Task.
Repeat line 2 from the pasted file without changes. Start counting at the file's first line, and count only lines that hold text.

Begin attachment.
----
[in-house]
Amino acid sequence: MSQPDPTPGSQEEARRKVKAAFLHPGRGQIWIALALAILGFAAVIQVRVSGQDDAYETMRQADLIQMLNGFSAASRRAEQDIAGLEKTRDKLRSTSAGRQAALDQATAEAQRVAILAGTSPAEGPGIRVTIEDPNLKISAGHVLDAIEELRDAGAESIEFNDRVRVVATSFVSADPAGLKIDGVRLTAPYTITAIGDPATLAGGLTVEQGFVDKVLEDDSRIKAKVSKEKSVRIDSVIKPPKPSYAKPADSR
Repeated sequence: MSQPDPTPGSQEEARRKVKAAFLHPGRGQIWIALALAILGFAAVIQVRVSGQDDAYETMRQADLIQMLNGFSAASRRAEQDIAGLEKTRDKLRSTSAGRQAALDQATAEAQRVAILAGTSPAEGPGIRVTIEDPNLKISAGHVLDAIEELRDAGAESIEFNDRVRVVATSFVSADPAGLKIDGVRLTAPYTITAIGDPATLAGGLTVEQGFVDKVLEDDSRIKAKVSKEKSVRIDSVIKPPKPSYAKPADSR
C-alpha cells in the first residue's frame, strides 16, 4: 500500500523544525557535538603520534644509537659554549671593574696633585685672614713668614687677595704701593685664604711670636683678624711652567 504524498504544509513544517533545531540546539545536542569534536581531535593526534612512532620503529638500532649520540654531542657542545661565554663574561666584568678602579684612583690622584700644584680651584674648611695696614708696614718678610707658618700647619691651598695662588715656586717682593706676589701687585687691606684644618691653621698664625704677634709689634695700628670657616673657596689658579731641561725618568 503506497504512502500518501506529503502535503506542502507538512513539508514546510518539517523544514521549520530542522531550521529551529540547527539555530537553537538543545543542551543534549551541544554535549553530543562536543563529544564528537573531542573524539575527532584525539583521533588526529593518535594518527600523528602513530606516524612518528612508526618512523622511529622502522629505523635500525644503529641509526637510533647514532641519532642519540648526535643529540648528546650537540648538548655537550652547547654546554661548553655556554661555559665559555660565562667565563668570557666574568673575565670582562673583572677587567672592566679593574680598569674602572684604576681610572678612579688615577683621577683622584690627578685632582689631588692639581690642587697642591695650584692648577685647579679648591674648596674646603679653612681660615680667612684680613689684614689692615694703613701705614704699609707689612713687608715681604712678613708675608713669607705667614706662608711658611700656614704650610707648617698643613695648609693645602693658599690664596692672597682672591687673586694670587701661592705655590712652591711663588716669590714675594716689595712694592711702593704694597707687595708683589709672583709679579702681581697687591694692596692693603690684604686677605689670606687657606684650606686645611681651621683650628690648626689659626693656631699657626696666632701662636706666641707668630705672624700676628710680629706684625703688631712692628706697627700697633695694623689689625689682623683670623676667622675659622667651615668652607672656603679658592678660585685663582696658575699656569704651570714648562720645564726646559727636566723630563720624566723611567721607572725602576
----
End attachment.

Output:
Amino acid sequence: MSQPDPTPGSQEEARRKVKAAFLHPGRGQIWIALALAILGFAAVIQVRVSGQDDAYETMRQADLIQMLNGFSAASRRAEQDIAGLEKTRDKLRSTSAGRQAALDQATAEAQRVAILAGTSPAEGPGIRVTIEDPNLKISAGHVLDAIEELRDAGAESIEFNDRVRVVATSFVSADPAGLKIDGVRLTAPYTITAIGDPATLAGGLTVEQGFVDKVLEDDSRIKAKVSKEKSVRIDSVIKPPKPSYAKPADSR